Tuesday, 21 February 2012
Some interesting illustrations of the two different doctrines of Ministerial Responsibility were seen in the House of Commons on Monday 20th Feb.
After a Statement on the Border Agency, the Opposition Spokesperson - the "Shadow Home Secretary" made the following comments -
"The implications of that for our border are very serious, yet the Home Secretary continues to hide. She has hidden behind a report and not set out its full consequences, just as she has blamed officials, hidden from the media and hidden behind spurious statistics. In opposition, she said of a former Immigration Minister:
“I’m sick and tired of…government ministers…who simply blame other people when things go wrong.”
That is what she is doing now. It is time for her to stop hiding and to take responsibility for things that have happened on her watch: the unclear instructions from her office, the policy decisions to downgrade our border controls, the failure to monitor and check what was going on, and her failure to take responsibility. This mess escalated on her watch with every month that went by. Unless she accepts responsibility for this fiasco, she will fail to sort it out and she will fail to reassure the House that she can cope with future fiascos and that she is the Home Secretary to keep our borders secure."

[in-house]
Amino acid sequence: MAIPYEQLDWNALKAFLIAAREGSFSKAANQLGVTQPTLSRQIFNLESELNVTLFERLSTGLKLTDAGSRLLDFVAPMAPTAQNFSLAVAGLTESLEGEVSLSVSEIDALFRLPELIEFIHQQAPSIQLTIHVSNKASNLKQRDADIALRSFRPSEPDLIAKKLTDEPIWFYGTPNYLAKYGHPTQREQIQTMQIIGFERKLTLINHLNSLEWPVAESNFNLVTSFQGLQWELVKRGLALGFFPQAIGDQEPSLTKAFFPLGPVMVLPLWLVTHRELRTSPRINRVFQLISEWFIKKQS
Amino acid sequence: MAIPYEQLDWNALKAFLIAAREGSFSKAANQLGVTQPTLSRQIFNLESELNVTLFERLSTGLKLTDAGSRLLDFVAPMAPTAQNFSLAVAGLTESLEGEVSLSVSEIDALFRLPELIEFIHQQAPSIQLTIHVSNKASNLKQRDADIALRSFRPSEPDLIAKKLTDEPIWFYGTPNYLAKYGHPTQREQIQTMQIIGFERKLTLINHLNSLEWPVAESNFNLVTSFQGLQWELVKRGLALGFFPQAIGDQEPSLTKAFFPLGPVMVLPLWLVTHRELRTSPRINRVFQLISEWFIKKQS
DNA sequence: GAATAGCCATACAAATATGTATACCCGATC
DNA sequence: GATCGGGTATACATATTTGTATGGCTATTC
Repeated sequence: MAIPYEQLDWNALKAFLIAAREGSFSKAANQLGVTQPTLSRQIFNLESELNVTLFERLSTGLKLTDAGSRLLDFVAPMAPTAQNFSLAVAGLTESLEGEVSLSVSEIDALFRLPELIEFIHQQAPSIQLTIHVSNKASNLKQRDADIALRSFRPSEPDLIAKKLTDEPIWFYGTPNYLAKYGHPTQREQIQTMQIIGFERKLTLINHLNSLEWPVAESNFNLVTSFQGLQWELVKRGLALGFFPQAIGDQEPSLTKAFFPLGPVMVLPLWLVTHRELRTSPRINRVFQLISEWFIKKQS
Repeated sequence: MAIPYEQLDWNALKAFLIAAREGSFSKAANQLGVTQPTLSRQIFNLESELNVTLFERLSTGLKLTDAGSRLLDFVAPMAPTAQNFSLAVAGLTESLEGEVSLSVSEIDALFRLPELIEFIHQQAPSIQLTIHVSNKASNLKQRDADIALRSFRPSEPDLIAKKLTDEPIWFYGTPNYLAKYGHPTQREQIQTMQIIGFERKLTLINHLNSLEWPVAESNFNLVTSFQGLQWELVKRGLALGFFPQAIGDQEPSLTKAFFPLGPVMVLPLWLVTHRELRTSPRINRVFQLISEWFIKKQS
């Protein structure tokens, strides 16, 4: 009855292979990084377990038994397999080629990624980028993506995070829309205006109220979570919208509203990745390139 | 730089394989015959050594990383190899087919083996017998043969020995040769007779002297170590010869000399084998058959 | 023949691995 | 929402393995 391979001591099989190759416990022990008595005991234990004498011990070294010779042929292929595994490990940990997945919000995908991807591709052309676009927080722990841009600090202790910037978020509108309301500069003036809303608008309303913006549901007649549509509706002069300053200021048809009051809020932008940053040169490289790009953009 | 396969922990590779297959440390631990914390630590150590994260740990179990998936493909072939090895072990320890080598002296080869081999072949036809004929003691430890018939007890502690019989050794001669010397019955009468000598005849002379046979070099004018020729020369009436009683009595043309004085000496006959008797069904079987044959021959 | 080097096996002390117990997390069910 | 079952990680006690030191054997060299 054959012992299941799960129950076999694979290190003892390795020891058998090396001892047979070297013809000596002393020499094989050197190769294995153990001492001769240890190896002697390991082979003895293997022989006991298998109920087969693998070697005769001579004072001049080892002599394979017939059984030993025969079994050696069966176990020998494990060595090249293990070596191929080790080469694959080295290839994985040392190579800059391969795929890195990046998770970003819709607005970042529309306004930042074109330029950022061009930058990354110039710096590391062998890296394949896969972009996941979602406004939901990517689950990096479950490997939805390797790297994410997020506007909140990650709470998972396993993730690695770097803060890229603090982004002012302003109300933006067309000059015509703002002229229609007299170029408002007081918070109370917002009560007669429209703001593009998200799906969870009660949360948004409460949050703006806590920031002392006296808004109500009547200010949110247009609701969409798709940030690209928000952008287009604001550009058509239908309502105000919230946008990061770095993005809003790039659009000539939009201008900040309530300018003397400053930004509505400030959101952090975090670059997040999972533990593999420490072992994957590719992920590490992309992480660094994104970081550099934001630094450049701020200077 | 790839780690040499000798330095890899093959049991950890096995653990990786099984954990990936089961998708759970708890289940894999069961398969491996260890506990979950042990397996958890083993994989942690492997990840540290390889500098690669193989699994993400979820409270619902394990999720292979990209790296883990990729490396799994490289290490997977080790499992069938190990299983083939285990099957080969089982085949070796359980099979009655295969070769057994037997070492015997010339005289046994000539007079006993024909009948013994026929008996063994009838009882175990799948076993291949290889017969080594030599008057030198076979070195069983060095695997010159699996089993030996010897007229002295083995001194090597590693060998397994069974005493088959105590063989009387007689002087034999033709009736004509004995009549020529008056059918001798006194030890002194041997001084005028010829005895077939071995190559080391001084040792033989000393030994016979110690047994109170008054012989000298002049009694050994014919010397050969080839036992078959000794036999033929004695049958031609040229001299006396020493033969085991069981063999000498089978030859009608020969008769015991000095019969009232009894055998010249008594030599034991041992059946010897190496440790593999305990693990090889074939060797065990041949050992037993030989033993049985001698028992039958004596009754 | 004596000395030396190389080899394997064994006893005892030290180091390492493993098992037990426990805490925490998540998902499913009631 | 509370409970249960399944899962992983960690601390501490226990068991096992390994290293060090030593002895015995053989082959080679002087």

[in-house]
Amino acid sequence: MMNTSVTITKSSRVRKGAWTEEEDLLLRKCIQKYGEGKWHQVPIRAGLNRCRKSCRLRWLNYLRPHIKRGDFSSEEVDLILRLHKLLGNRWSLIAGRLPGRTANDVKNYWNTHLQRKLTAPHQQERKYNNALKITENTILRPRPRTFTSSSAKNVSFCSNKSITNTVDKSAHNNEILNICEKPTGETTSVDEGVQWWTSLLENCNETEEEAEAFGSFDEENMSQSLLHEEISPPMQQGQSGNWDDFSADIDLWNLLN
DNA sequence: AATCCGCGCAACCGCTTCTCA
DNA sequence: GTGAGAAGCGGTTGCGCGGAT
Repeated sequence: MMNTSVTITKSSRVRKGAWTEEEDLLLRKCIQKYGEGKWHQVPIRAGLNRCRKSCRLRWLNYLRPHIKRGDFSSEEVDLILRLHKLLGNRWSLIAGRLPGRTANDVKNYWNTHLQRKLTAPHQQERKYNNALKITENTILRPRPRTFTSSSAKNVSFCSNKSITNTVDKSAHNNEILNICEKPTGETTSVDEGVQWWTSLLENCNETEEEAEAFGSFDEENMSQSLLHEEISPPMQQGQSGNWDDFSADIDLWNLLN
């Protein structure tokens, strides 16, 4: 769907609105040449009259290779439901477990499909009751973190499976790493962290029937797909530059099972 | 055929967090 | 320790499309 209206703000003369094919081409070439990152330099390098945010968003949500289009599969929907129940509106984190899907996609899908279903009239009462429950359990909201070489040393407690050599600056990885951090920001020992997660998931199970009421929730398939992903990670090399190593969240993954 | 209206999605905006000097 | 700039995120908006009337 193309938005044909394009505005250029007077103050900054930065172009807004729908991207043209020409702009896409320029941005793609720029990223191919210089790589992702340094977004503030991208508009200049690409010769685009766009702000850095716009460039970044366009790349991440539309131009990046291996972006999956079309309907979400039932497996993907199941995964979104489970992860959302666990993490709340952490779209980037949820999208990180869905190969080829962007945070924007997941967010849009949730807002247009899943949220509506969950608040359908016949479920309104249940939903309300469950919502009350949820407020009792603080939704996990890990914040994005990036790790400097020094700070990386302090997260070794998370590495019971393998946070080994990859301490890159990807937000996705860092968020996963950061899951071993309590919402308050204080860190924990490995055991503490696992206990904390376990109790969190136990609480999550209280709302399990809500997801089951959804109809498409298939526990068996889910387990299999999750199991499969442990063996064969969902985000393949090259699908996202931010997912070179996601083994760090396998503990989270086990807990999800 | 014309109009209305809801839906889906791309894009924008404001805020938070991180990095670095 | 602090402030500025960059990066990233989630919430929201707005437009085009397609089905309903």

Here Yvette Cooper was articulating the traditional view of 'Individual Ministerial Responsibility' - the Minister was responsible to Parliament for the actions of her Department.
Earlier the BIS Secretary (Secretary of State for Business, Innovation and Skills)was being challenged on a decision to appoint Professor Les Ebdon as the 'Director of Fair Access'
The Opposition Spokesperson had said "the distinct impression has been given that this appointment has been secured as part of some trade-off in the ongoing turf war in Government over higher education policy. Is that the case? It has been well briefed that the Education Secretary is thoroughly opposed to this appointment and, indeed, to the Business Secretary’s continued responsibility for our universities. The sector needs certainty in order to plan, and this turf war is deeply unhelpful. We are firmly of the view that higher education policy should remain the responsibility of the Department for Business, Innovation and Skills. What assurances can he give us that that will remain the case?"
The BIS Secretary reasserts the Doctrine of Collective Responsibility - "On the hon. Gentleman’s first, rather desperate, point about turf wars, let me make it absolutely clear that this is a Government appointment that is supported by all my colleagues, and that responsibilities for higher education will remain exactly as they are."